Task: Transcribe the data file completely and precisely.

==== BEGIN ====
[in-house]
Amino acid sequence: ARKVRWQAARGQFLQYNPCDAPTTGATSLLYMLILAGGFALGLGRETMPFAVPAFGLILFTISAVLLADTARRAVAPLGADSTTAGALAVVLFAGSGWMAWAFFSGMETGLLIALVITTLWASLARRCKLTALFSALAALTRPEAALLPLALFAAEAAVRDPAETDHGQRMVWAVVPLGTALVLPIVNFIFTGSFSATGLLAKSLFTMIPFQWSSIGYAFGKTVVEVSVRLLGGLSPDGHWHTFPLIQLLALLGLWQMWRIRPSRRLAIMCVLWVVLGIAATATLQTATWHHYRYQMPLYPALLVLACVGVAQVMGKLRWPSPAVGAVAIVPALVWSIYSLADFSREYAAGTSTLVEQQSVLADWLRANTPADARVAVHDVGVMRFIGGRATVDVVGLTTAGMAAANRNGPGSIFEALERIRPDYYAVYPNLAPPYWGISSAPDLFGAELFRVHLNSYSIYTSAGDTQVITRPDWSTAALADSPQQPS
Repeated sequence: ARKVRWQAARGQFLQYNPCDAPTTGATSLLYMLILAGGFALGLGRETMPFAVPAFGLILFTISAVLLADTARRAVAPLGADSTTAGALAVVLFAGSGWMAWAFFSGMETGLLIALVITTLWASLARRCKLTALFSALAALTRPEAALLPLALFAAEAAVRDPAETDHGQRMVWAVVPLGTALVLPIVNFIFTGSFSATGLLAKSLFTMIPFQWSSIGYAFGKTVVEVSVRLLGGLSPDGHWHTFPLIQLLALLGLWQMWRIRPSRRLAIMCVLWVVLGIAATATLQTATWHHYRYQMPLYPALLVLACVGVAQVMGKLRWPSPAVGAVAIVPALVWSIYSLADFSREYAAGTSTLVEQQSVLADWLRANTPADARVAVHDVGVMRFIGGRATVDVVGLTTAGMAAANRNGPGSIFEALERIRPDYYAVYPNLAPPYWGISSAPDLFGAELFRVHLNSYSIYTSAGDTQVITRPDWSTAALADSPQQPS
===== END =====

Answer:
[in-house]
Amino acid sequence: ARKVRWQAARGQFLQYNPCDAPTTGATSLLYMLILAGGFALGLGRETMPFAVPAFGLILFTISAVLLADTARRAVAPLGADSTTAGALAVVLFAGSGWMAWAFFSGMETGLLIALVITTLWASLARRCKLTALFSALAALTRPEAALLPLALFAAEAAVRDPAETDHGQRMVWAVVPLGTALVLPIVNFIFTGSFSATGLLAKSLFTMIPFQWSSIGYAFGKTVVEVSVRLLGGLSPDGHWHTFPLIQLLALLGLWQMWRIRPSRRLAIMCVLWVVLGIAATATLQTATWHHYRYQMPLYPALLVLACVGVAQVMGKLRWPSPAVGAVAIVPALVWSIYSLADFSREYAAGTSTLVEQQSVLADWLRANTPADARVAVHDVGVMRFIGGRATVDVVGLTTAGMAAANRNGPGSIFEALERIRPDYYAVYPNLAPPYWGISSAPDLFGAELFRVHLNSYSIYTSAGDTQVITRPDWSTAALADSPQQPS
Repeated sequence: ARKVRWQAARGQFLQYNPCDAPTTGATSLLYMLILAGGFALGLGRETMPFAVPAFGLILFTISAVLLADTARRAVAPLGADSTTAGALAVVLFAGSGWMAWAFFSGMETGLLIALVITTLWASLARRCKLTALFSALAALTRPEAALLPLALFAAEAAVRDPAETDHGQRMVWAVVPLGTALVLPIVNFIFTGSFSATGLLAKSLFTMIPFQWSSIGYAFGKTVVEVSVRLLGGLSPDGHWHTFPLIQLLALLGLWQMWRIRPSRRLAIMCVLWVVLGIAATATLQTATWHHYRYQMPLYPALLVLACVGVAQVMGKLRWPSPAVGAVAIVPALVWSIYSLADFSREYAAGTSTLVEQQSVLADWLRANTPADARVAVHDVGVMRFIGGRATVDVVGLTTAGMAAANRNGPGSIFEALERIRPDYYAVYPNLAPPYWGISSAPDLFGAELFRVHLNSYSIYTSAGDTQVITRPDWSTAALADSPQQPS